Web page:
LINDSEY ENNS/BRANDON SUN
Grade 12 Vincent Massey High School students Zanina Bird and Alec Chambers take a break in their school’s auditorium on Monday afternoon. Both students say they agree a scent policy is needed in their school, but feel more clarification is necessary before it’s implemented.
The Brandon School Division will soon be introducing a division-wide policy to help regulate the use of scents in schools after trustees voted unanimously in favour of the motion during Monday’s regular board meeting.
Once in place, the policy will serve to discourage students, staff, parents and visitors from "over-scenting" themselves, school board chair Mark Sefton said.
"School is tough enough for a lot of kids, but if in their school they’re having troubles breathing because somebody is over-scented, then I think there’s a duty on us to deal with that and that’s where we’re going," Sefton said.
Consulting with students and parents will also be part of the implementation process, he said.
"The next stages include developing the procedures, how are we going to deal with this on a day-to-day basis? How are we going to enforce it? We’ll also involve some consultations."
One local student agrees that before the policy is introduced, the details surrounding it will need to be made clear.
"Or else it’s just kind of like a curveball not knowing if I have to buy no-scent this and that, but I think if we have certain guidelines to follow we will be OK," said Zanina Bird, a Grade 12 Vincent Massey High School student. "Like the dress code, it’s hard to implement all that but I do think it should be passed and brought to students’ attention."
Although Bird admits it will be "a huge change for the whole school," she believes students will benefit from a scent free environment.
"Even if you’re not feeling very good, that extra scent can just push you over the edge and distract your focus."
Since so many personal hygiene products contain scent, such as makeup, body lotion and laundry detergent, Bird wonders what she’ll have to cut out of her day-to-day routine.
"The scent of deodorant, if that’s OK or just like a little spritz of perfume or Axe. It’s just going to be hard to measure what’s acceptable and what’s not," she said. "I think it will be difficult to measure that way because it will be different for every person. But if they give us enough detail and explanation, I think it will go well."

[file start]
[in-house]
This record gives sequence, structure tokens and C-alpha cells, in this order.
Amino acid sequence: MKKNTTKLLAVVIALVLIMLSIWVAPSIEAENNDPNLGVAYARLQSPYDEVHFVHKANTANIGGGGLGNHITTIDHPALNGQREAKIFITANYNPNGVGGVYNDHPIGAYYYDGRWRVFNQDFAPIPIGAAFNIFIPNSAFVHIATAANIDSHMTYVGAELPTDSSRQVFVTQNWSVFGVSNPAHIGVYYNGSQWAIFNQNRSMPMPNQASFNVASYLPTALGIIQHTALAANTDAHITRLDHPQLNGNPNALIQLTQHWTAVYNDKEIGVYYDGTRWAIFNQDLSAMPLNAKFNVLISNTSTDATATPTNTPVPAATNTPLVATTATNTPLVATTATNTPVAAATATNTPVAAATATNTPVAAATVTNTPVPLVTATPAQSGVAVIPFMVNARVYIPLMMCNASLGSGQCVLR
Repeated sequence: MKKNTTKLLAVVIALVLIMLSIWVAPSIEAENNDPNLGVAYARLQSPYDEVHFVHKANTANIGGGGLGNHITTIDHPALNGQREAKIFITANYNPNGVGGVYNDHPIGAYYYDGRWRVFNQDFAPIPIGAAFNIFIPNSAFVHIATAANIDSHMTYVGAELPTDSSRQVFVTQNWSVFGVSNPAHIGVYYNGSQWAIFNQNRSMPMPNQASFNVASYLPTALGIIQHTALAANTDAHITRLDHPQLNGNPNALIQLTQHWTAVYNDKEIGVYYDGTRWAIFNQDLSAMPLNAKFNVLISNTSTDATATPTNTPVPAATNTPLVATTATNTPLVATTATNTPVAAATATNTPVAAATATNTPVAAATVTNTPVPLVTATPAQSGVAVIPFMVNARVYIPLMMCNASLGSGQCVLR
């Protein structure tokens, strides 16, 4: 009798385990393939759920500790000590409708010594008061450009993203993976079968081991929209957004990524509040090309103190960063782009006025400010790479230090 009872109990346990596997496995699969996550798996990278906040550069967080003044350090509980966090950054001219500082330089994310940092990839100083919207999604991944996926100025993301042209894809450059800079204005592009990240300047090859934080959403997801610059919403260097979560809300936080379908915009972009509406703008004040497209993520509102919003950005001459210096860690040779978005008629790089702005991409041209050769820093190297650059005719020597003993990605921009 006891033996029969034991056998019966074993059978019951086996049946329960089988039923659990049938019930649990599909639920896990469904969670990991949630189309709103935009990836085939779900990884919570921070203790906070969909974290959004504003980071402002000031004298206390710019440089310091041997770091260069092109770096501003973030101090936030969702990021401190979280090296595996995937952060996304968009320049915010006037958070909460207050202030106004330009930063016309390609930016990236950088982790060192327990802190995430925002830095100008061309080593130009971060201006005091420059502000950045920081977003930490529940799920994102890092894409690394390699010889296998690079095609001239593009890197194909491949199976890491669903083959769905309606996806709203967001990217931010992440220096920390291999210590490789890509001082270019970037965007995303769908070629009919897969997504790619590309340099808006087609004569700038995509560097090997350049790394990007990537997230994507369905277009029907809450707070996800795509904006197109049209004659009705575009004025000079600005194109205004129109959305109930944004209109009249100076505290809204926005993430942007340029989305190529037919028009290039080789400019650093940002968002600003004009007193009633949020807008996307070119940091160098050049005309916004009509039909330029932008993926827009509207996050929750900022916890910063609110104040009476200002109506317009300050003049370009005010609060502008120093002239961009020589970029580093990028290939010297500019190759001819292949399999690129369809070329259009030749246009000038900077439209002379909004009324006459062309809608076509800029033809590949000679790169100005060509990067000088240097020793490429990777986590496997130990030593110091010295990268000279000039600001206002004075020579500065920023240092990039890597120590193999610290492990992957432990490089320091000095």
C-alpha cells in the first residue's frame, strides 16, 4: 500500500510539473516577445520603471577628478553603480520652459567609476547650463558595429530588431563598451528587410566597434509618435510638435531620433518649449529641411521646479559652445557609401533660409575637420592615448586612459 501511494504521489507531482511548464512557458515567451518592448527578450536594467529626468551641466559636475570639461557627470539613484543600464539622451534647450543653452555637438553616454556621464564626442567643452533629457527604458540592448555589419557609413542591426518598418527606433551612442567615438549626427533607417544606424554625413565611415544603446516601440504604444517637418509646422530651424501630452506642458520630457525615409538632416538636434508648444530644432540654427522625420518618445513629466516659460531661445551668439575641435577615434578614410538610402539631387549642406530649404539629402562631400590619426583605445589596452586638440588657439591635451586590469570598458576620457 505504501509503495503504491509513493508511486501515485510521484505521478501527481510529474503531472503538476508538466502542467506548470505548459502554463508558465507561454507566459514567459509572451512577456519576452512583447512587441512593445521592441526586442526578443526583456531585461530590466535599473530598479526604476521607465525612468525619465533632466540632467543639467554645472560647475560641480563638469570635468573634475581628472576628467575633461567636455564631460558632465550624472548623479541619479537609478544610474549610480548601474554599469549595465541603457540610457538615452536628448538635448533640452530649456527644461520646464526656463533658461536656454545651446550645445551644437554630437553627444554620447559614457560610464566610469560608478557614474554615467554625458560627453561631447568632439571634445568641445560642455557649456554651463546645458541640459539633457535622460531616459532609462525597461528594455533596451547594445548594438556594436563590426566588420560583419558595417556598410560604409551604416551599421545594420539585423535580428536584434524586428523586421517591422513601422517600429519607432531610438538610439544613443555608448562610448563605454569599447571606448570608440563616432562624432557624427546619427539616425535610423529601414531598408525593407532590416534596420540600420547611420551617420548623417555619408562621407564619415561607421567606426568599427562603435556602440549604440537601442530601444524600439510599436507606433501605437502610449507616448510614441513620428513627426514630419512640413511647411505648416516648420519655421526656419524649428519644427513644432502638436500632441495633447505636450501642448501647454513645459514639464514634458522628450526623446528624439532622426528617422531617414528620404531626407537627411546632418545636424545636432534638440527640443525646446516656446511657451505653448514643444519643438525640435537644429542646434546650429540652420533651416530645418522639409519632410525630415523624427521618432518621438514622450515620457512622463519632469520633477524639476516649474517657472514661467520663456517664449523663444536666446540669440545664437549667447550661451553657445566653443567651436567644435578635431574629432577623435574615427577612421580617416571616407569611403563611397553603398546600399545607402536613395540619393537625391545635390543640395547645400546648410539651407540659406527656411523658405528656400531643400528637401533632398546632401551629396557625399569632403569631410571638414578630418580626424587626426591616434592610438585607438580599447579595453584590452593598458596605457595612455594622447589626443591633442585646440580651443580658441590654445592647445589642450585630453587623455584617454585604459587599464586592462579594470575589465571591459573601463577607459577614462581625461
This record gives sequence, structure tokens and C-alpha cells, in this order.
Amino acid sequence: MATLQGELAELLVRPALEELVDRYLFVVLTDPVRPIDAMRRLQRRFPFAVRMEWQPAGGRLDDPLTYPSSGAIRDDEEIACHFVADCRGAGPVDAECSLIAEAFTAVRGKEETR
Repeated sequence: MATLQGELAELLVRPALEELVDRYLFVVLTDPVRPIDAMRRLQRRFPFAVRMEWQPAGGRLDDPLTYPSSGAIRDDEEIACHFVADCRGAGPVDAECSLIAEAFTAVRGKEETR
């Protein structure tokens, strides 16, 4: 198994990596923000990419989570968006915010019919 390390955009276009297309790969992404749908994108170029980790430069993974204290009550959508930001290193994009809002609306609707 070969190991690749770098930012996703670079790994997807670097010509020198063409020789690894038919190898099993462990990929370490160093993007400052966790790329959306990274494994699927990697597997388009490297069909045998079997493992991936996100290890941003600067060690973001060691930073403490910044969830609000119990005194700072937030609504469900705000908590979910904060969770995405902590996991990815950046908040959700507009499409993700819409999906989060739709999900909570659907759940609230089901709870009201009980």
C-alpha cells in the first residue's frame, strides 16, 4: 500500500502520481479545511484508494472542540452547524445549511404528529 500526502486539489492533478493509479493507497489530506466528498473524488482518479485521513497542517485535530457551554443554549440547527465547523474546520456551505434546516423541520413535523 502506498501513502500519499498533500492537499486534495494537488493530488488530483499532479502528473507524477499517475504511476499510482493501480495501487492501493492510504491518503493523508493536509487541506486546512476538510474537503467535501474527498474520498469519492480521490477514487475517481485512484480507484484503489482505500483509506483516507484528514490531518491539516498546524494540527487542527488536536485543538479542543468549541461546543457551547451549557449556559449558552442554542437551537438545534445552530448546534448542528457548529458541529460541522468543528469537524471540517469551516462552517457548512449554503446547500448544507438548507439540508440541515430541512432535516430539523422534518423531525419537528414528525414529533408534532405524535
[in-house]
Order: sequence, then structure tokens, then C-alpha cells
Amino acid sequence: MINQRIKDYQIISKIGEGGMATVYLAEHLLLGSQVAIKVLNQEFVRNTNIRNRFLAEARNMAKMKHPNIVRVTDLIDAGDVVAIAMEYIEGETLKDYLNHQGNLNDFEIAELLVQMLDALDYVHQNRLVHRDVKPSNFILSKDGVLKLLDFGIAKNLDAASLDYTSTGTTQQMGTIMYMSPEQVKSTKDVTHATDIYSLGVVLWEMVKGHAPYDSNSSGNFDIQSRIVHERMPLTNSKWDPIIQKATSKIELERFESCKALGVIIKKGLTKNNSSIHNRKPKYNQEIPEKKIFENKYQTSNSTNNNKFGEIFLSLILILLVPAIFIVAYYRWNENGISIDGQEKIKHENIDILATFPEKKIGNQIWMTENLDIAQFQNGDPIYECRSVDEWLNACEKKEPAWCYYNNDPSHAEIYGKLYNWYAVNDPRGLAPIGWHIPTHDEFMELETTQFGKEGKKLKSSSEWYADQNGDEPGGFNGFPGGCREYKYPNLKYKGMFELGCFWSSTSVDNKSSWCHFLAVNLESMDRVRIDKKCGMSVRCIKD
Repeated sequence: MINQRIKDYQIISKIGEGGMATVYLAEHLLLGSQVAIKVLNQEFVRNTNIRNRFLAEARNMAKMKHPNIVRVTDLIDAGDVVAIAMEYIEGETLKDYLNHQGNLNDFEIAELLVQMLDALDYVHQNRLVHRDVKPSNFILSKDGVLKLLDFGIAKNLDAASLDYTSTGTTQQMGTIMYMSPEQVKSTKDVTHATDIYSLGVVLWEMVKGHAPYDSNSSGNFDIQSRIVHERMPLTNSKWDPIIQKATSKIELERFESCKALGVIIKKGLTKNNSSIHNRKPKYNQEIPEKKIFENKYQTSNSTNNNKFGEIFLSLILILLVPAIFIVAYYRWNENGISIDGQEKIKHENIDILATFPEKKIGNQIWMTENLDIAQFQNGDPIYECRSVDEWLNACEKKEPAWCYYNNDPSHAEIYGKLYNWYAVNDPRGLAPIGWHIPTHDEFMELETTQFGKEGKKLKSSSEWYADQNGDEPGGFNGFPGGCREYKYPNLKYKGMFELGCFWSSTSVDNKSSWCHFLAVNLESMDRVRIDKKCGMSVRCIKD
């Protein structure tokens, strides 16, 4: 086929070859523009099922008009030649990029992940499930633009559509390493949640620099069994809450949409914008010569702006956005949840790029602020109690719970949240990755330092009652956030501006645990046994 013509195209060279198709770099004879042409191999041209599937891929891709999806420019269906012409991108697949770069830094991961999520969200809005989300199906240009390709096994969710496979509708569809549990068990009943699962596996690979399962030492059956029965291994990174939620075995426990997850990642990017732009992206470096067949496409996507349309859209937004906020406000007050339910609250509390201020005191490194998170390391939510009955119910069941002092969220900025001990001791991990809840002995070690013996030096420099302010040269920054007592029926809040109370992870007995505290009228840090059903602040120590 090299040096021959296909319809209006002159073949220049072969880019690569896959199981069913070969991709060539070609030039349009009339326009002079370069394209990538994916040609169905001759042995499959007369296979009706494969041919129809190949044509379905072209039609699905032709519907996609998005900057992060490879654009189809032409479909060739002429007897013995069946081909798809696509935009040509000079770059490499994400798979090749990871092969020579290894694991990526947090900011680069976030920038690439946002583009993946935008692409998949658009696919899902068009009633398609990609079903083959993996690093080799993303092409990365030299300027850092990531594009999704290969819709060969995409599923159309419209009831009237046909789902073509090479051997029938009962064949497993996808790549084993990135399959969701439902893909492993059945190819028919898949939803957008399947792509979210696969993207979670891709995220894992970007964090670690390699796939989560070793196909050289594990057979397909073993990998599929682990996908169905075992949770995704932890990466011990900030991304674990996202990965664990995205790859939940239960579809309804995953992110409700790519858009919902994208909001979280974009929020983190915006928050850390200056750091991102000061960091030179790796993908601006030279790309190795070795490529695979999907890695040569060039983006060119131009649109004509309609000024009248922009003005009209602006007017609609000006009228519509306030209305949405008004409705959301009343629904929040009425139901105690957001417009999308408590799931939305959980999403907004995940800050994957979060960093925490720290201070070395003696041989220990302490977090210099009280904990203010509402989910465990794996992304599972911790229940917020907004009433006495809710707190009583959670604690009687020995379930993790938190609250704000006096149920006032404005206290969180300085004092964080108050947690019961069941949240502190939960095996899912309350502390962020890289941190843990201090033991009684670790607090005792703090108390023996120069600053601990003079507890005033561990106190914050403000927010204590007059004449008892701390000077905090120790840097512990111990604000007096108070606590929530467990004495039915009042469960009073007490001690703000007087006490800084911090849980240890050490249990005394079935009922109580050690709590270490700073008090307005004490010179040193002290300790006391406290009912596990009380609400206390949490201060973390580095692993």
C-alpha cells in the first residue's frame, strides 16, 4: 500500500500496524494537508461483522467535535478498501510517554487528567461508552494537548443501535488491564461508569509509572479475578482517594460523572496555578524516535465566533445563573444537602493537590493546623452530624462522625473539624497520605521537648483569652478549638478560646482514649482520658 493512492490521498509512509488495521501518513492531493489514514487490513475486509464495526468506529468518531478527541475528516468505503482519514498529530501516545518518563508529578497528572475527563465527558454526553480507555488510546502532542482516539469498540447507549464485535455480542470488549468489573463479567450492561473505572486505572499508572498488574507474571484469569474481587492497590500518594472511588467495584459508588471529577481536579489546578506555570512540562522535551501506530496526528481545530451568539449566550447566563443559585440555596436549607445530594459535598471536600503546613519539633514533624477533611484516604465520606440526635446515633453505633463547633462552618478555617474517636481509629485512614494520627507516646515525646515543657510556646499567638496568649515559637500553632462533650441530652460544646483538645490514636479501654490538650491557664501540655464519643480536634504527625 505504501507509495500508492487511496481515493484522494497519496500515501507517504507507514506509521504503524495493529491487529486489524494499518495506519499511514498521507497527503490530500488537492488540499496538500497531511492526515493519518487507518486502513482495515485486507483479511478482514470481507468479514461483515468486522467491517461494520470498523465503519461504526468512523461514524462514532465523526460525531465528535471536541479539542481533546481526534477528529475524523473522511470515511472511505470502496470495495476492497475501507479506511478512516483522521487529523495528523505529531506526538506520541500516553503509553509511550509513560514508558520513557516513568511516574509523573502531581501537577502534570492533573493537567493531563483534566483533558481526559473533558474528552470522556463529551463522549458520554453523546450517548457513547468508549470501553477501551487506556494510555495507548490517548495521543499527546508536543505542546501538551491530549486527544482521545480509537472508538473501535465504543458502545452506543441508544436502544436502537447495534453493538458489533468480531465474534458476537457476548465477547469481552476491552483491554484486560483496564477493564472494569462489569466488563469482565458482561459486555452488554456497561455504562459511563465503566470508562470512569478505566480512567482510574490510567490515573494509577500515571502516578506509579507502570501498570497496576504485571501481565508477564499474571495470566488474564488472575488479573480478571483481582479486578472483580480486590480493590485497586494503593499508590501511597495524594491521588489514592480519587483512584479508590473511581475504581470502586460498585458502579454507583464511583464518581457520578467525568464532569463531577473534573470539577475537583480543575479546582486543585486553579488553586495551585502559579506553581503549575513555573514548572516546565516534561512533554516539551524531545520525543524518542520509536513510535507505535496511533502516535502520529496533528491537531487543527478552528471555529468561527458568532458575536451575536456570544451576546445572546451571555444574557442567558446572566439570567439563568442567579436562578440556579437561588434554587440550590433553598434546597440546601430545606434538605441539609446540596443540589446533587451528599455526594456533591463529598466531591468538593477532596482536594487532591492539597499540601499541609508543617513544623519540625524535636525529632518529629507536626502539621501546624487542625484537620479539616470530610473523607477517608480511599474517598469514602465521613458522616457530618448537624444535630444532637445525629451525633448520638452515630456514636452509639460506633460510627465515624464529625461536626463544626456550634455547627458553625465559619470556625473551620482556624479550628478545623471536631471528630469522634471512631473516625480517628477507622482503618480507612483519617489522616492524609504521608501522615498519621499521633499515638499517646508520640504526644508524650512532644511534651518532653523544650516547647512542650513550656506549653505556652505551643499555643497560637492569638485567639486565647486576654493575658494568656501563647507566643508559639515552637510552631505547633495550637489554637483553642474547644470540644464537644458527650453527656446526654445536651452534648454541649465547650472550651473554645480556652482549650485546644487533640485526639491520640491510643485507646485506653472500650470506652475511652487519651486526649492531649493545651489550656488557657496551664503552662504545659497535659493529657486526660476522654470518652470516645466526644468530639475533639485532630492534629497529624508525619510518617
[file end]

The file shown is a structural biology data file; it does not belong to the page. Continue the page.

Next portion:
According to the BSD website, the scent and fragrance-free policy refers to products that produce scent strong enough to be perceived by others. These include colognes, perfumes, aftershave products, lotions, powders, deodorants, hair products, cleaning products and other scented personal products.
"The use of scented and fragrant products and highly scented flowers by Brandon School Division employees, students, parents, visitors and volunteers is discouraged. Use may be prohibited if circumstances warrant. The Brandon School Division will utilize appropriate signage for informing visitors of the fragrance limitations," the policy reads.
Another local student hopes the policy will prevent others from spraying scented body sprays and perfumes in the hallways at his school.
"The only times it’s bothered me is when they spray it in the hallways and you have to walk by and it forms this cloud of air," said Alec Chambers, a Grade 12 Vincent Massey High School student. "If you’re going to spray it around other people, you should have it taken away or something because it’s nothing more than a distraction at that point."
Education will play a key role when it comes to implementing the policy division-wide, Sefton said.
"We want to take a common sense approach, we don’t want a heavy-handed kind of approach at all," Sefton said. "We want to be able to work with people."
A division-wide scent policy is new to Manitoba schools, he said.
"We’re not aware of any other school divisions that have a divisional policy," he said. "There’s certainly other school divisions that have a school by school kind of decision, but we felt it was more important to have a full divisional policy."
Trustees hope to have the policy implemented by January or February.
After receiving complaints from staff, the school board started looking into developing a division-wide policy that would require people to refrain from using perfume, cologne and other fragrances in schools, as the Sun reported in November 2012. The idea behind the policy came from a health and safety committee made up of teachers and support staff, as well as an education committee.
Republished from the Brandon Sun print edition September 10, 2013